Excuse me? All of Dom's 1st and 2nd round picks have contributed massively to this team last season with the exception of Adrian Clayborn (put on IR in week 3) and Arrelious Benn. People also seem upset that Dominik is unable to get any real producers in round 3 onwards, but really and truly the draft after round 3 ends up being a big lottery, as some players will show that they improved on their glaring weaknesses after making the jump to the pros and making nearsighted hindsight statements like these are unfair, because back in April, who really could have foreseen Russell Wilson meteoric rise on the Seahawks other other such late round picks becoming good players.
The Colts and Redskins went one and done and the Bengals one again benefited from an easy schedule before become a makeshift bye week for the Texans. The Seahawks have an insanely talented team around Russell Wilson, and a solid QB was their only missing piece. Not to mention that there are lots of teams that go the playoffs one season, before disappearing the following season as their holes get exposed (the 09 Dolphins and last seasons' Lions are prime examples.) Not to mention that Josh Freeman had statistically better seasons than all of the aforementioned QB's despite having the second worst secondary of all time.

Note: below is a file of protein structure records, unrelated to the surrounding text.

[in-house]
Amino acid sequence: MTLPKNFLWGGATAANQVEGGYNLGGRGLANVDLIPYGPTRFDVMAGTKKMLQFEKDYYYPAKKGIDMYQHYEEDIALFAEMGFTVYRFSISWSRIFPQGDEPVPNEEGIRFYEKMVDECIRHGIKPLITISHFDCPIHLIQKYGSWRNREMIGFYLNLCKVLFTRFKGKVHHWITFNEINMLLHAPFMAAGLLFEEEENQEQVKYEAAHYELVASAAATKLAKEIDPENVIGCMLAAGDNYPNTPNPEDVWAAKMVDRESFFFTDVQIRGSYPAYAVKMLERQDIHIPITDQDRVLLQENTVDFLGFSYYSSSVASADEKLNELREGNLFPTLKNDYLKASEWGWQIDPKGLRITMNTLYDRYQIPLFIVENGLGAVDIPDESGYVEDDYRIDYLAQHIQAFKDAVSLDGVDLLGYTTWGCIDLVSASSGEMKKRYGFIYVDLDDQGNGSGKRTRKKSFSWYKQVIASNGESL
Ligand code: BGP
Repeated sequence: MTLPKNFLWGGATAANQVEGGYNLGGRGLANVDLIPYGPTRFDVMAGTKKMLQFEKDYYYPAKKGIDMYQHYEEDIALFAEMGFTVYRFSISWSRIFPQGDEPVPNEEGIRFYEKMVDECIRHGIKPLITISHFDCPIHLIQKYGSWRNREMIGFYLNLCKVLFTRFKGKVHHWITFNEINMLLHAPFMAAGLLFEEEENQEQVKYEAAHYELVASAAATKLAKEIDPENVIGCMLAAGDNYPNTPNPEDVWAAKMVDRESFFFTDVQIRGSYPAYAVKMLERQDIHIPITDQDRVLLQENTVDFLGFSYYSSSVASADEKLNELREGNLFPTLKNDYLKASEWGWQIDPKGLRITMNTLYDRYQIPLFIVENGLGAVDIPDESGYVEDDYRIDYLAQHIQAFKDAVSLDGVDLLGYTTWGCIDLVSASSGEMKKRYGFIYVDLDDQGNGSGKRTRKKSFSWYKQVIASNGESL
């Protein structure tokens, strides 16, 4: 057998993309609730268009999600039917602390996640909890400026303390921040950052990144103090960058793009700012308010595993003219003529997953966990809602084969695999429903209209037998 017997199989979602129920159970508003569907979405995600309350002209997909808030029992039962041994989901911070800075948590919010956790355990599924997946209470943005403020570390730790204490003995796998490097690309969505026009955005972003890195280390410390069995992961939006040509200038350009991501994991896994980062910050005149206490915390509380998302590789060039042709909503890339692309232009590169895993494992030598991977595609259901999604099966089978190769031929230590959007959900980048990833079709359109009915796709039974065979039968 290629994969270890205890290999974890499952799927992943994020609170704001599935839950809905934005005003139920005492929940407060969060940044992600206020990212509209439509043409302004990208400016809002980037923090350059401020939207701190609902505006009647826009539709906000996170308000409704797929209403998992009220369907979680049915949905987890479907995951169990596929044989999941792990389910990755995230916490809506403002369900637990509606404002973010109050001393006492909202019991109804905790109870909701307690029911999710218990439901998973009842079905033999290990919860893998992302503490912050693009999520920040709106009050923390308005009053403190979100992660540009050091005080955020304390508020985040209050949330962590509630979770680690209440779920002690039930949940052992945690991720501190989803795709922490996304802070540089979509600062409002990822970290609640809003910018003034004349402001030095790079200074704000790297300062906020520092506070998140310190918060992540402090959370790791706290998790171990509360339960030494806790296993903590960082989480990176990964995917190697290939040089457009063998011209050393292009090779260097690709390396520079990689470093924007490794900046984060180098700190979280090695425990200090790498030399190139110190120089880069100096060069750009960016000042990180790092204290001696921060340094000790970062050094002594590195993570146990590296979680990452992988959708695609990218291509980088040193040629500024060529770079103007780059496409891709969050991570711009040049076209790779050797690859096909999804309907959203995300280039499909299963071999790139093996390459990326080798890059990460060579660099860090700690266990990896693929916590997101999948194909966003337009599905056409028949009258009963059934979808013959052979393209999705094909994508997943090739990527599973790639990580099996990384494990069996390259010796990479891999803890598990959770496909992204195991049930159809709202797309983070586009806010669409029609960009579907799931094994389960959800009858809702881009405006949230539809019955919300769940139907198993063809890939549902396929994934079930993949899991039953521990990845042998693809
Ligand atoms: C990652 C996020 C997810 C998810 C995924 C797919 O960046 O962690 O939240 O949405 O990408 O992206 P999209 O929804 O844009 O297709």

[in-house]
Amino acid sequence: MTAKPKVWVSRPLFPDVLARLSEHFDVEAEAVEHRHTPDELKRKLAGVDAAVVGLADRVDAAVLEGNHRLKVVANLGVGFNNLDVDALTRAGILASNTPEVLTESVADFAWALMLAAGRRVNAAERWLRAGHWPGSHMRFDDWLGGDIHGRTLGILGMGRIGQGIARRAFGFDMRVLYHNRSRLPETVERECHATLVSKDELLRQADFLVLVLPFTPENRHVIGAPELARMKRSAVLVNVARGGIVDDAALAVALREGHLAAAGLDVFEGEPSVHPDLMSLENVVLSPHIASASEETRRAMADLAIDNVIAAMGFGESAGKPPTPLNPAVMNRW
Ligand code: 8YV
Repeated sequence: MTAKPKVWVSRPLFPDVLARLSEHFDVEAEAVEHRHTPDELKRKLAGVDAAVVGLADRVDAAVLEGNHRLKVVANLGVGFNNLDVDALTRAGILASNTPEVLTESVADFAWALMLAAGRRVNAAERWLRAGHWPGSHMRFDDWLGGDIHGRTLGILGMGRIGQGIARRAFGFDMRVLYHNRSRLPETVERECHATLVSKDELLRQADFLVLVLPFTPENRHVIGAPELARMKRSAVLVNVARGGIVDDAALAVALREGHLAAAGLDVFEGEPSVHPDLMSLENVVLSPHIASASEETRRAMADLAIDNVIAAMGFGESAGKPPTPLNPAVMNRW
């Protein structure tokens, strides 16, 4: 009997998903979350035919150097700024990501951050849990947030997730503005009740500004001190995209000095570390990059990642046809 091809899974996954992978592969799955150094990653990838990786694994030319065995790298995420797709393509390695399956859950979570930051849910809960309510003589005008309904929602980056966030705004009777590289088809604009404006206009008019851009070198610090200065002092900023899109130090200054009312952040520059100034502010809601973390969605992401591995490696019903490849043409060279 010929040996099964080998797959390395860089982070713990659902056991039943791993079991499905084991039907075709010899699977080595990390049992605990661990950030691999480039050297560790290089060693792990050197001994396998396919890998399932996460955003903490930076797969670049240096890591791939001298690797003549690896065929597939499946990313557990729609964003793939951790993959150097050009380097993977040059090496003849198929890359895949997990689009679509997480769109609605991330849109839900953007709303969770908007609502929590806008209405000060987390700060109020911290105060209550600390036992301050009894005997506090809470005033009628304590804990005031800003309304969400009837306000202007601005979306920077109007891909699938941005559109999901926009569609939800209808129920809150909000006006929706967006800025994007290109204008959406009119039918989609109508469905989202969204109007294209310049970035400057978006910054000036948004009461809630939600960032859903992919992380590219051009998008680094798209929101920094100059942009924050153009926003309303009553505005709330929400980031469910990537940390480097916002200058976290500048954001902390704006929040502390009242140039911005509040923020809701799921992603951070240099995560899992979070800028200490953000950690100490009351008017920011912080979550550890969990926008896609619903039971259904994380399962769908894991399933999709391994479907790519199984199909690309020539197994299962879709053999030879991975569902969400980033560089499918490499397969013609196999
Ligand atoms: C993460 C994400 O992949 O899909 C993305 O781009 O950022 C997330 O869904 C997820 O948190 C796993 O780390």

"We should clearly sign a veteran backup or draft a mid-round QB to compete with Freeman"
So basically in other words we should jeopardize this entire team in the hope that Mike Vick or Alex Smith becomes Jeff Garcia or E.J. Manuel or Tyler Wilson becomes Russell Wilson? Sounds like a good idea. Some things that are more likely that this to happen: God, Allah, Vishnu and Zeus coming down from the heavens to personally play for the Bucs; 2K Sports getting persmission to make NFL Games next year; Pigs Flying; Hell Freezing over, Me having a threesome with Halle Berry and Kerry Washington a day after winning the lottery. Give up folks, the odds of any of those players magically becoming the solution is incredibly low.
"Tom Brady consistently leads the Patriots to the secondary without any help from his secondary, waaaaah"
Tom Brady also has amazing talents like Wes Welker, Rob Gronkowski and Aaron Hernandez. Not to mention that he is easily one of the top 5 greatest quarterbacks of all time, that generally makes you win games I would assume. I guarantee you that no other QB in the NFL would have the same success on the Patriots as Brady would